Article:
Gilday's medal dreams shatteredYk speedskater will finish off Olympic podium
after relay team falls in 5,000-metre semifinal
Northern News Services
Published Friday, February 14, 2014
Short-track speedskating is one of those sports which can be unpredictable at the best of times.
Michael Gilday's dreams of a medal were shattered after the team fell in the men's 5,000-metre semifinal at the 2014 Winter Olympics yesterday. - Patrice Lapointe/Fotosports.ca photo
When it comes to the relay, it's even more unpredictable but some things usually stay the same, like Canada qualifying for the men's 5,000-metre final.
But unpredictability can also come back to bite you in the behind, like Canada not qualifying for the final.
In the one event where the country was a virtual lock for a medal, Quebec's Francois Hamelin fell and with it, went the medal dreams of the team and, in particular, Michael Gilday. This means the team cannot finish any better than sixth place during the B-final Feb. 21.
The fall happened in yesterday's semifinal and with Canada sitting in third place. There was a game plan in place and third place wouldn't have lasted for long. But when someone falls, plan B takes shape, which normally revolves around trying to haul butt and get back into the race.
That didn't happen.
Obviously, Gilday was heartbroken and said yesterday not winning a medal is like a kick in the nether regions.
"I don't have any words to describe it," he said. "We're all at a loss for words. The team is bummed out, disappointed and we don't know what to think. The relay means a lot to us as a team. Winning as a team is different than winning as an individual. I wanted nothing more than to win a medal for myself but I wanted to win a medal for the NWT. It would have been really cool to bring it home and show the kids that anything's possible."
Plan B involved making sure there was good coverage in the race in case someone fell and also making sure there were enough laps left in the race to catch up. That happened before at the World Cup event in Russia where there were 30 or so laps remaining in the race and the team ended up finishing third but they gave themselves a chance for the win.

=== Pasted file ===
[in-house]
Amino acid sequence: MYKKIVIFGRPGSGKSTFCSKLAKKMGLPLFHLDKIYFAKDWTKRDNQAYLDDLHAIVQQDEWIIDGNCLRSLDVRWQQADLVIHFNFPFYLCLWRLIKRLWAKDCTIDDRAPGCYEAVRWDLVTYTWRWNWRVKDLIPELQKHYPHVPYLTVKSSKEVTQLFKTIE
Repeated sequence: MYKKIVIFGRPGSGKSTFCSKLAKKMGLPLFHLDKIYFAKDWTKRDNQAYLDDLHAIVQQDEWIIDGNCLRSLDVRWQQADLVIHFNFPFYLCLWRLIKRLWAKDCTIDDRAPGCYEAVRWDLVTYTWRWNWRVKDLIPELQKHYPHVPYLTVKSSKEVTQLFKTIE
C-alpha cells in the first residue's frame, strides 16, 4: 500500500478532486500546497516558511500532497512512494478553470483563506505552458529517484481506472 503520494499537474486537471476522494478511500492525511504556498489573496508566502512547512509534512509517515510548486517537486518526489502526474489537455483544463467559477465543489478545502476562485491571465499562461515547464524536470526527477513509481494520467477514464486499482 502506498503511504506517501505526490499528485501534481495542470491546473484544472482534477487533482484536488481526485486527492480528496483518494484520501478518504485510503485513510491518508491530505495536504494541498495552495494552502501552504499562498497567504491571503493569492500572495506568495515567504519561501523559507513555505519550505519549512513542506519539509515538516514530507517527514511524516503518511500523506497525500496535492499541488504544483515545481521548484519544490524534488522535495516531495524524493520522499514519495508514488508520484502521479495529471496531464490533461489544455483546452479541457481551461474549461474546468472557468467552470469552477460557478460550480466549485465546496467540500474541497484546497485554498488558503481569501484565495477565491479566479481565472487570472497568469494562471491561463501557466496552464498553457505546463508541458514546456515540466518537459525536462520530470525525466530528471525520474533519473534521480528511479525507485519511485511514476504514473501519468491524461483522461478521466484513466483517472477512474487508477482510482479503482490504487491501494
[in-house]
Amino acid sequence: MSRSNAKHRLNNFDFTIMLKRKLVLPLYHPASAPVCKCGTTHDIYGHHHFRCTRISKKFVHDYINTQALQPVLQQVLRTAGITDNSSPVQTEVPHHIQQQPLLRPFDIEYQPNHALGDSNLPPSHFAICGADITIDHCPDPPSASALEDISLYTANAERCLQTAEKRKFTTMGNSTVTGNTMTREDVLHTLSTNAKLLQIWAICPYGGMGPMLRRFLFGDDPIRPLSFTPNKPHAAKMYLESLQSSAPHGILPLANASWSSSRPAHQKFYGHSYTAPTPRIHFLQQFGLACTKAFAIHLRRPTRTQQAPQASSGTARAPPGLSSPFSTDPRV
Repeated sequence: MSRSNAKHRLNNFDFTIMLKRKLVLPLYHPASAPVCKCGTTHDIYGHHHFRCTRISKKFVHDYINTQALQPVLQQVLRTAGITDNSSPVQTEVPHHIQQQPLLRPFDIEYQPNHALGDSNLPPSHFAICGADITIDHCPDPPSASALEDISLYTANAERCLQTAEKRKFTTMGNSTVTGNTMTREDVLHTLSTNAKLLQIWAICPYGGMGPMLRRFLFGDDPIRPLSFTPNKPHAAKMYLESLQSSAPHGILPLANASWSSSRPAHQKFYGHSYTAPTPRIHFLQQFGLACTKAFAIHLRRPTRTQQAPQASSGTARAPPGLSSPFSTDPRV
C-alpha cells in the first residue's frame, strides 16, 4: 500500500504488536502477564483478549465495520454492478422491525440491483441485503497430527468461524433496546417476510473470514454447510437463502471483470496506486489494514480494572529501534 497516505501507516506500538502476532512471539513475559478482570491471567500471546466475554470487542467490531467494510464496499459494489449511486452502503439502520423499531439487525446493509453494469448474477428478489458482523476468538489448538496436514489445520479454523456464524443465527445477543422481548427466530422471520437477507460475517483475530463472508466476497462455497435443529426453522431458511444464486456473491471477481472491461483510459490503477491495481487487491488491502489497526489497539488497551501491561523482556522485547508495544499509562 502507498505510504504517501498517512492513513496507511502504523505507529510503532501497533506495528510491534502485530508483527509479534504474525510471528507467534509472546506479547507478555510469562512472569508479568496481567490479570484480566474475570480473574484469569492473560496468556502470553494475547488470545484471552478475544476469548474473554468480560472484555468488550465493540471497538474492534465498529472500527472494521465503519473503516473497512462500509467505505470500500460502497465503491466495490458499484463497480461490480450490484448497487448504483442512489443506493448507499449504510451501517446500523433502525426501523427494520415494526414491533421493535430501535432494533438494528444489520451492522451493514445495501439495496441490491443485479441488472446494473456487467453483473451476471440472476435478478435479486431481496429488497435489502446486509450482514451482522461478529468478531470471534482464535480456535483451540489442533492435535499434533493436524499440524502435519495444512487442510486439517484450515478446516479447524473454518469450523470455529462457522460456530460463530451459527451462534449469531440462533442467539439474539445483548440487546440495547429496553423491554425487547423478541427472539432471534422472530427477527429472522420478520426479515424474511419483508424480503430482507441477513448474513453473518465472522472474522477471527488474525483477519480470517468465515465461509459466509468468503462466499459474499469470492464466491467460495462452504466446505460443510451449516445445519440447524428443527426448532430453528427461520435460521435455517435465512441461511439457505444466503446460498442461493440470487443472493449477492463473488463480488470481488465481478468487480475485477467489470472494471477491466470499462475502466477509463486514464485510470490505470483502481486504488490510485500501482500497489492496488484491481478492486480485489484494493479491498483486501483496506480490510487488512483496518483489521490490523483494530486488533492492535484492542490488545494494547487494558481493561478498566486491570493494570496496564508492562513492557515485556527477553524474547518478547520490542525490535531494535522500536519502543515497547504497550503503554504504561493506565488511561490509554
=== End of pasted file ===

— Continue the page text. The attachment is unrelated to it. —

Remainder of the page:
"Right away, my head went into the mode of we had a good chance to catch up because there were about 22 laps left," said Gilday. "They got on the gas right away, like they should, and we closed the gap down, I think, to about five laps to go. But that's what I was thinking - we can't give up but this just sucks."
The disappointment in Gilday's voice was obvious and when you factor in the disqualification in the 1,500-metre event, it hasn't the best experience race-wise for Gilday.
But he said while the competition has been a disaster, he did everything he could to make sure he was ready.
"I was really happy with my preparation and training," he said. "Right around Christmas, I had that turning point in my season. My capabilities and technical stuff was right where I wanted it to be. The atmosphere in the Olympic Village is amazing. The NHL guys got here the other day and you're seeing all sorts of athletes from all types of sports and they're superstars in their sports. It's pretty amazing and awesome to be around."
Gilday also said he's been thankful for all the support he's received, whether it was the cards and letters
or the evening at the Fieldhouse when 70 or so people came out to spend the night and watch his first race early in the morning.
Even though Gilday's medal dreams went crashing down in the relay, he can hold his head up high for another reason. Pop Sugar, a celebrity gossip website, voted Gilday as one of the sexiest male Olympians in Sochi, joining other athletes such as American hockey players Zack Parise and Ryan Callahan, Canadian freestyle skier Matt Margett and Bruno Banani, a luger from Tonga.